Troubled Absinthe

Can absinthe outgrow its troubled reputation?


This feature appeared in the October issue of Australian Bartender.

By Sam Bygrave

Photography by Rob Palmer


It’s August 28th, 1905, and Swiss labourer Jean Lanfray, is awake early. He fixes himself a glass or two of absinthe before heading in to the fields to work with his father. They stopped at a cafe on the way for coffee and brandy.

During lunch, a thirsty Lanfray drank six glasses of wine, then another during the afternoon, and they took brandy in their coffees that evening on the way home.

Once home, he drank another litre of wine, got into a yelling match with his wife, grabbed his rifle and shot her in the head. He shot his two children and then turned the gun on himself, lodging a bullet in his jaw. He survived, was convicted of quadruple murder (his wife was four months pregnant when he shot her), and hung himself three days later.

The lesson from all of this, you might think, would be that guns and alcoholics don’t mix (Hemingway, we’re looking at you). But what the Swiss took from this awful day was that absinthe, that drink of tawdry and deleterious reputation, had to be banned. But as long as you didn’t have a nip or two of absinthe it was quite fine to drink five litres of wine a day, thank you very much.

It was this day that many cite as spurring the prohibitions on absinthe that popped up around the world, and cemented the reputation of absinthe. But with time, and science, the myth that absinthe was hallucinogenic, and could cause absinthism, was broken. Absinthe’s renaissance began in the 1990s, but cooled off when the public realised that it didn’t have the mind-altering bohemian bona-fides the first thought in the late 2000s.

Though there was a peak in absinthe sales in 2008 as American awoke to the green fairy trend, sales since then have plateaued. And now producers are turning their attention to premium absinthe and education in a bid to boost sales.

Recent reports have said that Pernod-Ricard and other French producers have banded together to campaign for a definition for absinthe from the EU and for appellation d’origine controlee status. They will argue that absinthe should only be labelled as such if it is produced in France or Switzerland.

And this raises the question: should absinthe production be limited only to those two countries? Absinthe may have evolved from a village remedy in the French speaking parts of Switzerland, and popularised by the French, but it was quickly being produced elsewhere. And what the story of Lanfray shows is the reach of absinthe. Fear of what absinthe was doing to their societies led a succession of countries to prohibit it. Belgium outlawed absinthe in 1906 and other European countries followed, with France itself finally succumbing in 1914.

But the large majority of production of absinthe continued in Spain. Known there as absenta, it was in Spain that the ombibulous Hemingway would first become acquainted with it. He drank it in Cuba too, where it was produced in the years before Castro. Apparently the Spanish weren’t too keen on absinthe, though (they have their own anise-flavoured spirits), and the biggest market there was backpacking would-be bohemians.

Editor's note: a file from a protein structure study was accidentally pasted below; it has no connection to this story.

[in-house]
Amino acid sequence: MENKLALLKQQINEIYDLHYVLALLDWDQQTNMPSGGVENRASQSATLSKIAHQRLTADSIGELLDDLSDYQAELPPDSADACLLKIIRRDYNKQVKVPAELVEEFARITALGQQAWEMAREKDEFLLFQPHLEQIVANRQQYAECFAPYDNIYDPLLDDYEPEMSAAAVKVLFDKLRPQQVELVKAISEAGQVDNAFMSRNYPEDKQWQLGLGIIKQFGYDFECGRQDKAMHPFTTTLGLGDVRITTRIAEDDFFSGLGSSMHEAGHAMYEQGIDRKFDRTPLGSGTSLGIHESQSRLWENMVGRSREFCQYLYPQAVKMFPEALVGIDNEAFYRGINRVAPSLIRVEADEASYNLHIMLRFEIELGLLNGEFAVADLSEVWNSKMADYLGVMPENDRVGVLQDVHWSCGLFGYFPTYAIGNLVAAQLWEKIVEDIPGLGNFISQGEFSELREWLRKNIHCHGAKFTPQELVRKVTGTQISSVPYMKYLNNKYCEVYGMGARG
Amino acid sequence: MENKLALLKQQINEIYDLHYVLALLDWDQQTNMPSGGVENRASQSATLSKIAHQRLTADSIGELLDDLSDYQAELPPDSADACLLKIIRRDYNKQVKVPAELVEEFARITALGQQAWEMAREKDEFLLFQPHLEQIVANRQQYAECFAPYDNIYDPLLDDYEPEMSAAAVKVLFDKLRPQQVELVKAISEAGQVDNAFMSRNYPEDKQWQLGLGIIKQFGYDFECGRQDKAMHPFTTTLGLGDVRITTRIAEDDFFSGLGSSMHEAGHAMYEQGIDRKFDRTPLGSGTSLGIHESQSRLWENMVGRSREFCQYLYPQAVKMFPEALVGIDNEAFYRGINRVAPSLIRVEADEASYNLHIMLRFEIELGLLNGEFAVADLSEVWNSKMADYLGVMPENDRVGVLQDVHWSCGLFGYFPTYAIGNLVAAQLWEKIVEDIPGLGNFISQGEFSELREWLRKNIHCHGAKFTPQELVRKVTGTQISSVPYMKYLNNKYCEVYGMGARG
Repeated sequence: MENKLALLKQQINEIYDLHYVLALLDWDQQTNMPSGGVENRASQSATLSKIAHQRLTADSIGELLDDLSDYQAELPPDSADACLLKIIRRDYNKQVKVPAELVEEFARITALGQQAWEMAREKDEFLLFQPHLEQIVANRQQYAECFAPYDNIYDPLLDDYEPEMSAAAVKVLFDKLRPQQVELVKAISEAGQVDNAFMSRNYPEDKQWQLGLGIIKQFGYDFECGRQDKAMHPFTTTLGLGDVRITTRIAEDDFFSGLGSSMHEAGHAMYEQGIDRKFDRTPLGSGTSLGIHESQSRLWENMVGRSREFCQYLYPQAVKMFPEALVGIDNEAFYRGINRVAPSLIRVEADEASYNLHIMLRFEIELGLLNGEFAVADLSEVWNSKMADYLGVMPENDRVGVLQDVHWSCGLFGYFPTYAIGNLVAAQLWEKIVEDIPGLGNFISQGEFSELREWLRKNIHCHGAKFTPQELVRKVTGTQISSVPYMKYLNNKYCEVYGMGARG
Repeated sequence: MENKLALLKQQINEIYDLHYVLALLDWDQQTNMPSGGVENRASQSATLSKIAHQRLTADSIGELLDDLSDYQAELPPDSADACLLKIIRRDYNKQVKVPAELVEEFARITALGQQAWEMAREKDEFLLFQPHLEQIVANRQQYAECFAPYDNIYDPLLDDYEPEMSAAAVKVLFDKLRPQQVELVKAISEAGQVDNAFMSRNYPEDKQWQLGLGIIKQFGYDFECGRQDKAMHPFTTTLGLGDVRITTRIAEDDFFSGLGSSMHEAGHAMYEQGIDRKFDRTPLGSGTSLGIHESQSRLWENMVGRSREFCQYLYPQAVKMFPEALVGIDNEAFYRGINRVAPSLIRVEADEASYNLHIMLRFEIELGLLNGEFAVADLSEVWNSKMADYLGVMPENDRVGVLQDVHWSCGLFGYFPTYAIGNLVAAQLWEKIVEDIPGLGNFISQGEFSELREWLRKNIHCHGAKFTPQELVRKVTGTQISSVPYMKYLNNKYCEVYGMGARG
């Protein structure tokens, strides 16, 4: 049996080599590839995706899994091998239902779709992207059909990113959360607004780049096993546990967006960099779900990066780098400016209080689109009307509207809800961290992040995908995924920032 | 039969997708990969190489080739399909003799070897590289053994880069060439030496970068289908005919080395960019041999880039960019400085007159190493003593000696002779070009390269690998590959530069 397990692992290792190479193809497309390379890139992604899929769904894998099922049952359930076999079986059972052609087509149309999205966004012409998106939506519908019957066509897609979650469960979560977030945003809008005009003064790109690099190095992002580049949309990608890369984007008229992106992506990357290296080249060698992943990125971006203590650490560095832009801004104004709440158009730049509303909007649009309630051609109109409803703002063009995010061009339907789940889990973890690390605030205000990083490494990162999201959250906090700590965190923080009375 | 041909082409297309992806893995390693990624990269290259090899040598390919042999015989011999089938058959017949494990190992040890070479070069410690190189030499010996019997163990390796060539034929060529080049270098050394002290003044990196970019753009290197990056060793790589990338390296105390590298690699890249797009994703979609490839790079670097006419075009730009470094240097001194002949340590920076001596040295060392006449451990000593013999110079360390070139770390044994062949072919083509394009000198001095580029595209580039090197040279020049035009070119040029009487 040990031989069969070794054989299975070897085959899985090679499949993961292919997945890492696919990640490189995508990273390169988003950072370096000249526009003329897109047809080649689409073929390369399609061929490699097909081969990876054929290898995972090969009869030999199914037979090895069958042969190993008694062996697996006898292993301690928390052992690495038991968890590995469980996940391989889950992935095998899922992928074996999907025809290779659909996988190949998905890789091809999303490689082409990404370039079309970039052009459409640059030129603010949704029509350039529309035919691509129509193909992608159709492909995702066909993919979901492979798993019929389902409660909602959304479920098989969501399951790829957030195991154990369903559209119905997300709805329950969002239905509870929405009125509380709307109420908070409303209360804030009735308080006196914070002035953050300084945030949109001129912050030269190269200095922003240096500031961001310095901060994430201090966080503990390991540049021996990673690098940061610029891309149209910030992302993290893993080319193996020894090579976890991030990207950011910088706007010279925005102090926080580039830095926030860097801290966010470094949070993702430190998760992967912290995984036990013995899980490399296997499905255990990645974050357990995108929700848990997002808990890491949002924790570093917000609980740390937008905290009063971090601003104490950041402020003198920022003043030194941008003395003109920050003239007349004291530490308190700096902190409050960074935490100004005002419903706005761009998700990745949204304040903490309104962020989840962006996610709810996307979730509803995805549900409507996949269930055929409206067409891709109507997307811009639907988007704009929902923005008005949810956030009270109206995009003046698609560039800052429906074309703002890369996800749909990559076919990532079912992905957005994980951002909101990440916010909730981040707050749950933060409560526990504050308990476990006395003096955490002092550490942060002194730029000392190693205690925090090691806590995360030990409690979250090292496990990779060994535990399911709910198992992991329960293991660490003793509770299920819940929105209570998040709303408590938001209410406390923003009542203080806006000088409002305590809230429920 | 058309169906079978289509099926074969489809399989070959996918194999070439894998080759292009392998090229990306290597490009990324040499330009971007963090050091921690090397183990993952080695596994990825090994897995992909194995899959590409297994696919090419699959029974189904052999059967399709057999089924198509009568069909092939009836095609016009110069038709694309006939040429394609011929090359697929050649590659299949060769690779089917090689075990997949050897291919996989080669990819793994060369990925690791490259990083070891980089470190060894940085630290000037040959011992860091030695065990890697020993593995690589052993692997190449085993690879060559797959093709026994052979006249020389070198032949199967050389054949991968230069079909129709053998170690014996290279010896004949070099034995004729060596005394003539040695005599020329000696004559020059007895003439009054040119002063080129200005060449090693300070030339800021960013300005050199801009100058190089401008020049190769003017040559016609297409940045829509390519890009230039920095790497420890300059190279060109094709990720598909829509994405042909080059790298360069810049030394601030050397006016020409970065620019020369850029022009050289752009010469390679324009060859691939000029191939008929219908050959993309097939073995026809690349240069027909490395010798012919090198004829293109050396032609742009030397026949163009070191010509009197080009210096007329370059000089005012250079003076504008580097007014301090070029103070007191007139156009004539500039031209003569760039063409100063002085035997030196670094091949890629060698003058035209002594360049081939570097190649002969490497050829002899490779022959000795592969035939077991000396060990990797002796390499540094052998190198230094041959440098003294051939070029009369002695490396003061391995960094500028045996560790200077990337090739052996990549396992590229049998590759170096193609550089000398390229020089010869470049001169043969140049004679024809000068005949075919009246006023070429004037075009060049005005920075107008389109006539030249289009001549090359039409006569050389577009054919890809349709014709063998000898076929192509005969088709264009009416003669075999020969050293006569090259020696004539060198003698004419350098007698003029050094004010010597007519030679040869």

After 1989, post-Velvet Revolution Czech Republic entrepreneurs again brought absinth (now with a lost “e”) to the world. They found demand for the spirit in London, which had never banned absinthe as it had not before been popular.

This Czech style of absinth, with virtually no anise flavour running through the drink, came to be known as the Bohemian style. But it’s not right to paint all Czech absinth with the same brush, as newer examples like the Green Fairy Superieur look to chart a different direction, emulating the French verte style of absinthe.

Whatever happens with the efforts to legally define absinthe in the EU, whether bartenders find their absinthe produced in the U.S.A, Australia or elsewhere, it is clear that there is room for a range of absinthes throughout the world.

What is absinthe?

Absinthe is a distilled spirit, traditionally from a grape base (though other neutral alcohol bases will do), that is either distilled or macerated with grand wormwood, fennel and green anise (known as the holy trinity of absinthe herbs). Other complimentary herbs are often used, including star anise, lemon balm, mint, hyssop and coriander seed.

Why is absinthe sweet-tasting?

True absinthe has no sugar added to it before bottling, so it is not a liqueur. The perceived sweetness that comes through is from anethole, a flavour compound common to fennel, star anise and green anise. It is “intensely sweet – 13 times sweeter than table sugar, weight for weight” writes food scientist Harold McGee. He also ascribes the louching effect, which is the cloudiness that comes when absinthe is mixed with water, to these molecules of anethole. Apparently they dissolve in alcohol but when water is added, “the anethole molecules cluster together in bunches big enough to scatter light.”

What is thujone?

And what about thujone, the active ingredient supposed to cause hallucinogenics? Thujone is toxic to the nervous system, muscles and kidneys when consumed in high doses. Importantly, it doesn’t ever reach levels anywhere near that in absinthe nor in other beverages containing wormwood. But it doesn’t provide hallucinations; rather it is likely that any visions were caused by cheap, adulterated imitation product. Pre-ban absinthes have been tested and levels of thujone were found to be nowhere near the legal limit of 10mg/L. The thujone content of absinthe is often stated in marketing, but it means nothing.

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